Just days after details of the POODLE SSL vulnerability were released, the OpenSSL Project has issued a patch for the open-source encryption software that implements the fix recommended by the Google researchers who uncovered it.
The POODLE (Padding Oracle On Downgraded Legacy Encryption) SSL vulnerability is the result of a problem in the nearly 15-year-old version 3.0 of the SSL protocol, according to the research paper released Tuesday by Google security team members Bodo Möller, Thai Duong and Krzysztof Kotowicz. Though much of the Web has moved on to the more secure Transport Layer Security (TLS) protocol, major Web browsers including Chrome and Firefox still provide support for SSL 3.0 in cases where they can't connect to a server using a modern protocol.
That fallback mechanism could conceivably be used by an attacker to uncover the contents of HTTPS cookies, as the RC4 encryption cipher used by SSL 3.0 is as outdated as the protocol itself. A man-in-the-middle attack in the style of the BEAST attack would be required to successfully exploit POODLE, which tempered the severity of the bug.
Though it may not be as bad as the Heartbleed flaw that struck OpenSSL earlier this year, the administrators of the OpenSSL Project wasted no time in issuing a patched version of the encryption software.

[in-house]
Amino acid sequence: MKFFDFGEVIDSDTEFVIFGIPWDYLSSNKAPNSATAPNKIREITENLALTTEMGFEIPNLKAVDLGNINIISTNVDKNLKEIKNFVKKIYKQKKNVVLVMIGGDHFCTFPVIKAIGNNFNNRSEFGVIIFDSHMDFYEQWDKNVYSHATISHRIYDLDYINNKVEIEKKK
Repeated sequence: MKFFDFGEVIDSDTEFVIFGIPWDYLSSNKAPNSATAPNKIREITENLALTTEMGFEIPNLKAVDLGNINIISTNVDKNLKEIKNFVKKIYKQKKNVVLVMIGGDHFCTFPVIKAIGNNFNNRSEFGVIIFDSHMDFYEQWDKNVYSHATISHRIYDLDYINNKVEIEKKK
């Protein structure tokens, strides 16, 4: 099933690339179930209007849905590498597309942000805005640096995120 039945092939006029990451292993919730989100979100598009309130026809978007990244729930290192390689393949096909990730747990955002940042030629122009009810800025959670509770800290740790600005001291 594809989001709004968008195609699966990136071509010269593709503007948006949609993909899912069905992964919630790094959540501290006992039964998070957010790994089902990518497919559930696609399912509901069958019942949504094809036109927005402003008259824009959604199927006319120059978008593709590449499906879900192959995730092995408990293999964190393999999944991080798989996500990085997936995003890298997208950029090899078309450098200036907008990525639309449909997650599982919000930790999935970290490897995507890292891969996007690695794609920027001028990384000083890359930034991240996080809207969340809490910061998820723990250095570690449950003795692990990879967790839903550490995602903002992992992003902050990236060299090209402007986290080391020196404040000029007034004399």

"OpenSSL has added support for TLS_FALLBACK_SCSV to allow applications to block the ability for a MITM attacker to force a protocol downgrade," said the OpenSSL security advisory, adding that OpenSSL version 1.0.1 and 1.0.0 users should upgrade to 1.0.1j and 1.0.0o respectively.
TLS_FALLBACK_SCSV was touted by Möller earlier this week as a way to prevent the encryption protocol downgrade at the heart of POODLE. Google has supported the feature since February, according to Möller, and Mozilla subsequently announced plans to implement the security mechanism in an upcoming version of its Firefox Web browser
While the POODLE fix may come as a relief to worried administrators and OpenSSL users, the flaw was only rated as a "medium" in severity. The most pressing patch among the four issued in this security advisory was in fact for CVE-2014-3513, a "high" severity memory-leak vulnerability that could be used in denial-of-service attacks.
"A flaw in the DTLS SRTP [Secure Real-Time Transfer Protocol] extension parsing code allows an attacker, who sends a carefully crafted handshake message, to cause OpenSSL to fail to free up to 64k of memory causing a memory leak," said the OpenSSL security advisory. "This issue affects OpenSSL 1.0.1 server implementations for both SSL/TLS and DTLS regardless of whether SRTP is used or configured. Implementations of OpenSSL that have been compiled with OPENSSL_NO_SRTP defined are not affected."